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3 of 3 people found the following review helpful
4.0 out of 5 stars Not your average meal out
I can now confirm that whatever version of The Hitchhiker's Guide that appears in my head it's not the books. I think I've deluded myself that after a 16 plus years gap that I'd actually read them rather than had a mangled version of half listened too radio plays and TV series with a little new film mixed in. So after getting over that I found The Restaurant at the End of...
Published on 25 Oct. 2009 by Amazon Customer

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4 of 5 people found the following review helpful
3.0 out of 5 stars An entertaining sequel although without many new ideas
This is the second in the series of the Hitchhiker guides written by Douglas Adams with the continued adventures of Arthur Dent, Ford Prefect, Zaphod Beeblebrox (including both his heads) and Trillian.
The book starts where the Hitchhiker’s Guide finishes, with Zaphod asking Arthur whether he’s hungry, suggesting they go to the restaurant at the end of...
Published on 10 Dec. 2003 by Darren Simons


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3 of 3 people found the following review helpful
4.0 out of 5 stars Not your average meal out, 25 Oct. 2009
By 
Amazon Customer "Gav" (Cardiff, United Kingdom) - See all my reviews
I can now confirm that whatever version of The Hitchhiker's Guide that appears in my head it's not the books. I think I've deluded myself that after a 16 plus years gap that I'd actually read them rather than had a mangled version of half listened too radio plays and TV series with a little new film mixed in. So after getting over that I found The Restaurant at the End of the Universe quite familiar but also very refreshing.

Beyond the two key moments of the book, one that involves the Restaurant at the End of the Universe, there is a weaving of something bigger that involves Zaphod and his brains, which might hopefully explains why he stole the spaceship Heart of Gold in the first place.

As I'm book two and still on familiar territory I'm getting the feeling that for Adams plot wasn't the important factor, as you could boil it down those two main set pieces, but more the language and the playing with humanity and our view of ourselves.

The humour and there are lot of funny moments at times comes from how stupid we are. We being everyone in galaxy it seems. Though saying that we're not important and you realise that when you read The Guide's entry on The Universe - some information to help you live in it. Boiling down to it's vast so vast in fact that anything in it so small that it's not worth mentioning. So nothing anyone does is very important.

But what they do is fascinating especially the way that Adams writes it. Not only has he given us a great cast in Arthur, Trillian, Ford, Zaphod and Marvin he's placed them in some in some bizarre and mind altering situations and seeing how they cope. And Arthur's request for a cup of Tea at the beginning is so not the answer to anything.
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8 of 9 people found the following review helpful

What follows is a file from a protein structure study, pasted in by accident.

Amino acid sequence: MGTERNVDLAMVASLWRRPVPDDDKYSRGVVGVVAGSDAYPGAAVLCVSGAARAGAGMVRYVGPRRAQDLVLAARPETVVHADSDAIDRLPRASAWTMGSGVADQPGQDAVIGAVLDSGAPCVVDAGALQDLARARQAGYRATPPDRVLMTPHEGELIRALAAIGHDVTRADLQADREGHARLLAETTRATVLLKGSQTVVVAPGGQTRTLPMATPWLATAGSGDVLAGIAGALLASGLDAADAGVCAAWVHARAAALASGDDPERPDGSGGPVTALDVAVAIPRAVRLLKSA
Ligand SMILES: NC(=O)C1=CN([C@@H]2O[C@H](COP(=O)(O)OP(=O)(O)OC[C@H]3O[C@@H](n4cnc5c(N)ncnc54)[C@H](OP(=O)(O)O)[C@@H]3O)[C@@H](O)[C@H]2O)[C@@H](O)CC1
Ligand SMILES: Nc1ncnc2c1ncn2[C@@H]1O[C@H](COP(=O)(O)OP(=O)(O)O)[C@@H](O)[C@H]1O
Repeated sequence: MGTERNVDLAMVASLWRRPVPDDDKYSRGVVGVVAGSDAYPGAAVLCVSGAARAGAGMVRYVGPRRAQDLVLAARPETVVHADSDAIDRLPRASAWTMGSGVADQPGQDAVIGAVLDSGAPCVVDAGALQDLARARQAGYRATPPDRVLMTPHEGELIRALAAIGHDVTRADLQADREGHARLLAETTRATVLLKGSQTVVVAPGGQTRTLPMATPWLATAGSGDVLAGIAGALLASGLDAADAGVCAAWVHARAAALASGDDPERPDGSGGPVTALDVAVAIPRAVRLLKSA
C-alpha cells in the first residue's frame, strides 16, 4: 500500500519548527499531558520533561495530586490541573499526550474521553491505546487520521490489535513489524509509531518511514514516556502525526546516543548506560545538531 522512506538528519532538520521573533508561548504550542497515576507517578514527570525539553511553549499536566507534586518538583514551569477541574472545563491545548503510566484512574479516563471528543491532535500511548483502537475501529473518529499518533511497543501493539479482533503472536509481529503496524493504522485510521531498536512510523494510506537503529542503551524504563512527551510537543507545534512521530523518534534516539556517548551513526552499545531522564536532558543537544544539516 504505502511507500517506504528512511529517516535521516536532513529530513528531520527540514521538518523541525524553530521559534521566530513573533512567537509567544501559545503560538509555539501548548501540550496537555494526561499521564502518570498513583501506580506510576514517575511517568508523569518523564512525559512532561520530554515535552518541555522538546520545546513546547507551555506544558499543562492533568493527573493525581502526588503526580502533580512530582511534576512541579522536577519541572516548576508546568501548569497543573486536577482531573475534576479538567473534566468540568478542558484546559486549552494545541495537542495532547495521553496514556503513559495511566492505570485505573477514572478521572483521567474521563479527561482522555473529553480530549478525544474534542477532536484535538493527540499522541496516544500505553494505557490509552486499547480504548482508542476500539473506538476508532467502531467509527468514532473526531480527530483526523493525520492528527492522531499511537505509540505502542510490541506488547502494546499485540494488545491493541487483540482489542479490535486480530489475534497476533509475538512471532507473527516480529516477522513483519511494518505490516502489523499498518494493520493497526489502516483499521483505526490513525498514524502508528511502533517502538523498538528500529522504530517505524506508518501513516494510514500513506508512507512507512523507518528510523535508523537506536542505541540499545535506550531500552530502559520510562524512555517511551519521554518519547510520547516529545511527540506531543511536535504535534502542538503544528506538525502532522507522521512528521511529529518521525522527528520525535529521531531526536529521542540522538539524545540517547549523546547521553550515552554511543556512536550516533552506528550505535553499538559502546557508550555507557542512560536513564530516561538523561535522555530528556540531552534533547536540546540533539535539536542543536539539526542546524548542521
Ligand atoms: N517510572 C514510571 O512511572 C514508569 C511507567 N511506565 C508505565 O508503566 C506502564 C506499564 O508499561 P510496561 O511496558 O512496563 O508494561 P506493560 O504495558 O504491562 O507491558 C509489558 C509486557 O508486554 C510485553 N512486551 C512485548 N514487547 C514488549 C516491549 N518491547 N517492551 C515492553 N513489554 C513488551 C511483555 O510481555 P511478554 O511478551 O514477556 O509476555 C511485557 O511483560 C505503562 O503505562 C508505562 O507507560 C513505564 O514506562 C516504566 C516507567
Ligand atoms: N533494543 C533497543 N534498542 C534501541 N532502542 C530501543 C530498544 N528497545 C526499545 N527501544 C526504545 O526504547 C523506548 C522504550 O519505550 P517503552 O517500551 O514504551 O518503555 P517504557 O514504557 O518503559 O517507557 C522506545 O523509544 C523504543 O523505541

5.0 out of 5 stars Even better than a Pan Galactic Gargle Blaster, 14 Dec. 2002
By 
Daniel Jolley "darkgenius" (Shelby, North Carolina USA) - See all my reviews
(HALL OF FAME REVIEWER)    (TOP 500 REVIEWER)    (REAL NAME)   
This review is from: The Restaurant at the End of the Universe (Hitchhiker's Trilogy) (School & Library Binding)
The Restaurant at the End of the Universe begins where The Hitchhiker's Guide to the Galaxy left off, only Zaphod Beeblebrox's idea of stopping for dinner at the aforementioned restaurant is delayed a bit (or an incredibly long bit, depending on your upcoming temporal location). Having escaped the legendary planet Magrathea without having been killed by intergalactic policemen or, in the case of Arthur Dent, having his brain slicked up and studied for the inherent Question of the Life, the Universe, and Everything which is undoubtedly hardwired into it somewhere, the hoopiest cast of space travelers in the galaxy thought their troubles were over, or at least greatly lessened. They were completely wrong. The Vogon ship that destroyed the earth shows up to destroy the last two remnants of that now-dead world, namely Arthur Dent and Trillian McMillian. Unfortunately, Arthur's increasingly strident demands for a cup of real tea have the entire computer system on board the Heart of Gold focused on that task rather than anything as silly as escaping imminent destruction. This is just the beginning of this particular set of adventures. Other highlights include a visit by Zaphod's dead great-grandfather, a night of drinks and food at the Restaurant at the End of the Universe, Zaphod's experience inside the universally-feared Total Perspective Vortex, a trip in the mega-rock band Danger Area's stunt ship into a sun, a meeting with the real Ruler of the Universe, and a return trip to the Earth-sort of.
Nobody crams as much comedy per page as Douglas Adams. While The Restaurant at the End of the Universe isn't quite as amazing as its predecessor, this is only because its predecessor was so amazingly original and different from everything that came before it. The satire Adams employs, often quite subtle, is as brilliant as always; anyone who reads this book will laugh, but only some will realize that he/she is really laughing at himself and the absurdity of human life that Adams is playing off of. These characters are more real to me than many of the people I know in real life. Best of all, they don't change: Arthur Dent remains the rather bemused, clueless soul he has always been; Ford Prefect is just Ford, only more so; Zaphod-well, Zaphod's just this guy, you know; and poor longsuffering Marvin the Paranoid Android is still the most depressing (yet hilarious) robotically engineered life form in the galaxy. If these crazy characters and Adams' brilliantly comedic narrative don't make you laugh, you would be well advised to don a pair of Joo Janta 200 Super-Chromatic Peril Sensitive Sunglasses because you are headed smack dab into big trouble indeed.